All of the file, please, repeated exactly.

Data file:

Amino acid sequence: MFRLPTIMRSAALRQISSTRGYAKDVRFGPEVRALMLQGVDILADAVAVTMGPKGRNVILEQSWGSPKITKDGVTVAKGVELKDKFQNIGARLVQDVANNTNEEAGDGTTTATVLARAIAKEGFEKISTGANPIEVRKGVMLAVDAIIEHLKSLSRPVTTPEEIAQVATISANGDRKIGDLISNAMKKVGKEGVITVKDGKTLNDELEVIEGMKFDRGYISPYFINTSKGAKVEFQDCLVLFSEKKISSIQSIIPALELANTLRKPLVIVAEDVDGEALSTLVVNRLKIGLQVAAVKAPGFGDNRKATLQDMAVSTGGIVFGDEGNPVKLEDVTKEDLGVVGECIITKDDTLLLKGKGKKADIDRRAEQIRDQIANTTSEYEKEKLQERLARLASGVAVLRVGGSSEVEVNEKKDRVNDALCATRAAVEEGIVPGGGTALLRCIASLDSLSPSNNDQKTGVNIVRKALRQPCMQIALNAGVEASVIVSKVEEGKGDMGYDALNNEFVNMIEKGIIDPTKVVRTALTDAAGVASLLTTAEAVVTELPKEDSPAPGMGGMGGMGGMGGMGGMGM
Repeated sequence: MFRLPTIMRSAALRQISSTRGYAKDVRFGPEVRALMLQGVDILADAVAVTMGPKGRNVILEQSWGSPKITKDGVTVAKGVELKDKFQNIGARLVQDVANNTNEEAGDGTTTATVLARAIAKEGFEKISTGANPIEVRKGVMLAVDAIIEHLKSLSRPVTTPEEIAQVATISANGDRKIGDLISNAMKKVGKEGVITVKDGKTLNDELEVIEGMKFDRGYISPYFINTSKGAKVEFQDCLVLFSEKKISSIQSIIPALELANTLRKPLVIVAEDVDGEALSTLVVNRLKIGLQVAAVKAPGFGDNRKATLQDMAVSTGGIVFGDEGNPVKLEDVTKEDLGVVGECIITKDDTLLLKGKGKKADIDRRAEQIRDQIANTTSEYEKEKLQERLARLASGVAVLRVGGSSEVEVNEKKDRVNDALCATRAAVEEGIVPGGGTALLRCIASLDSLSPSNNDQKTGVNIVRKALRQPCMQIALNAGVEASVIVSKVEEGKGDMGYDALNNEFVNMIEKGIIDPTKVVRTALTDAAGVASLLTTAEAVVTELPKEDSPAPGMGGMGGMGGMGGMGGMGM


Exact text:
Amino acid sequence: MFRLPTIMRSAALRQISSTRGYAKDVRFGPEVRALMLQGVDILADAVAVTMGPKGRNVILEQSWGSPKITKDGVTVAKGVELKDKFQNIGARLVQDVANNTNEEAGDGTTTATVLARAIAKEGFEKISTGANPIEVRKGVMLAVDAIIEHLKSLSRPVTTPEEIAQVATISANGDRKIGDLISNAMKKVGKEGVITVKDGKTLNDELEVIEGMKFDRGYISPYFINTSKGAKVEFQDCLVLFSEKKISSIQSIIPALELANTLRKPLVIVAEDVDGEALSTLVVNRLKIGLQVAAVKAPGFGDNRKATLQDMAVSTGGIVFGDEGNPVKLEDVTKEDLGVVGECIITKDDTLLLKGKGKKADIDRRAEQIRDQIANTTSEYEKEKLQERLARLASGVAVLRVGGSSEVEVNEKKDRVNDALCATRAAVEEGIVPGGGTALLRCIASLDSLSPSNNDQKTGVNIVRKALRQPCMQIALNAGVEASVIVSKVEEGKGDMGYDALNNEFVNMIEKGIIDPTKVVRTALTDAAGVASLLTTAEAVVTELPKEDSPAPGMGGMGGMGGMGGMGGMGM
Repeated sequence: MFRLPTIMRSAALRQISSTRGYAKDVRFGPEVRALMLQGVDILADAVAVTMGPKGRNVILEQSWGSPKITKDGVTVAKGVELKDKFQNIGARLVQDVANNTNEEAGDGTTTATVLARAIAKEGFEKISTGANPIEVRKGVMLAVDAIIEHLKSLSRPVTTPEEIAQVATISANGDRKIGDLISNAMKKVGKEGVITVKDGKTLNDELEVIEGMKFDRGYISPYFINTSKGAKVEFQDCLVLFSEKKISSIQSIIPALELANTLRKPLVIVAEDVDGEALSTLVVNRLKIGLQVAAVKAPGFGDNRKATLQDMAVSTGGIVFGDEGNPVKLEDVTKEDLGVVGECIITKDDTLLLKGKGKKADIDRRAEQIRDQIANTTSEYEKEKLQERLARLASGVAVLRVGGSSEVEVNEKKDRVNDALCATRAAVEEGIVPGGGTALLRCIASLDSLSPSNNDQKTGVNIVRKALRQPCMQIALNAGVEASVIVSKVEEGKGDMGYDALNNEFVNMIEKGIIDPTKVVRTALTDAAGVASLLTTAEAVVTELPKEDSPAPGMGGMGGMGGMGGMGGMGM